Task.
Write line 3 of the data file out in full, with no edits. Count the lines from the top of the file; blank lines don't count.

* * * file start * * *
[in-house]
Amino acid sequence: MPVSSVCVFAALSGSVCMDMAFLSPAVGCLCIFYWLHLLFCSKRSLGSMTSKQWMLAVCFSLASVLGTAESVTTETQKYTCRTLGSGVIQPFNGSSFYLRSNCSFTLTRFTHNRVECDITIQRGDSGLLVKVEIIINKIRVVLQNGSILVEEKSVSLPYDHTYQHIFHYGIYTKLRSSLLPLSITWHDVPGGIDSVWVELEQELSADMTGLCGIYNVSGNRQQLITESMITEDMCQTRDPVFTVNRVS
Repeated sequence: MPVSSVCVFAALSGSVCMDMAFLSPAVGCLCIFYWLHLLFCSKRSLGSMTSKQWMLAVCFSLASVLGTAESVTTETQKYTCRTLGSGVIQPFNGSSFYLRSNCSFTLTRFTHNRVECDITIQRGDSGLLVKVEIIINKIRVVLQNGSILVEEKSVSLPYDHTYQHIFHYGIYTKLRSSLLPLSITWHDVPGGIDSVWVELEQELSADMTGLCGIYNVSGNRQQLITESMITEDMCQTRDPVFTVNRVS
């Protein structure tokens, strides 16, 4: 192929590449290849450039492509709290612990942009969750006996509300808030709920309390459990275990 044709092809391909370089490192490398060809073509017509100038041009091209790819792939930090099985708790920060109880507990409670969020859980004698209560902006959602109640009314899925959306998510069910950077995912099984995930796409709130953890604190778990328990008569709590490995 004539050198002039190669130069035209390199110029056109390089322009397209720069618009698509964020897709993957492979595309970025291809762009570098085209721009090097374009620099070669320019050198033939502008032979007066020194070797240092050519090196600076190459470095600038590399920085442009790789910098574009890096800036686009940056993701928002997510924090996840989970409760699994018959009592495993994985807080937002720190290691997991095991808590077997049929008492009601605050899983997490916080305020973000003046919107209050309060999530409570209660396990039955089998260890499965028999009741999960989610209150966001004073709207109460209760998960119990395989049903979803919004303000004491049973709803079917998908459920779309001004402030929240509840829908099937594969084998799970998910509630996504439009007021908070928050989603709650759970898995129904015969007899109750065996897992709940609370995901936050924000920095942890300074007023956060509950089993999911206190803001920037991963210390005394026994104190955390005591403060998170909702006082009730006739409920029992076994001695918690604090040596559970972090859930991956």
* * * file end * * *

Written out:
Repeated sequence: MPVSSVCVFAALSGSVCMDMAFLSPAVGCLCIFYWLHLLFCSKRSLGSMTSKQWMLAVCFSLASVLGTAESVTTETQKYTCRTLGSGVIQPFNGSSFYLRSNCSFTLTRFTHNRVECDITIQRGDSGLLVKVEIIINKIRVVLQNGSILVEEKSVSLPYDHTYQHIFHYGIYTKLRSSLLPLSITWHDVPGGIDSVWVELEQELSADMTGLCGIYNVSGNRQQLITESMITEDMCQTRDPVFTVNRVS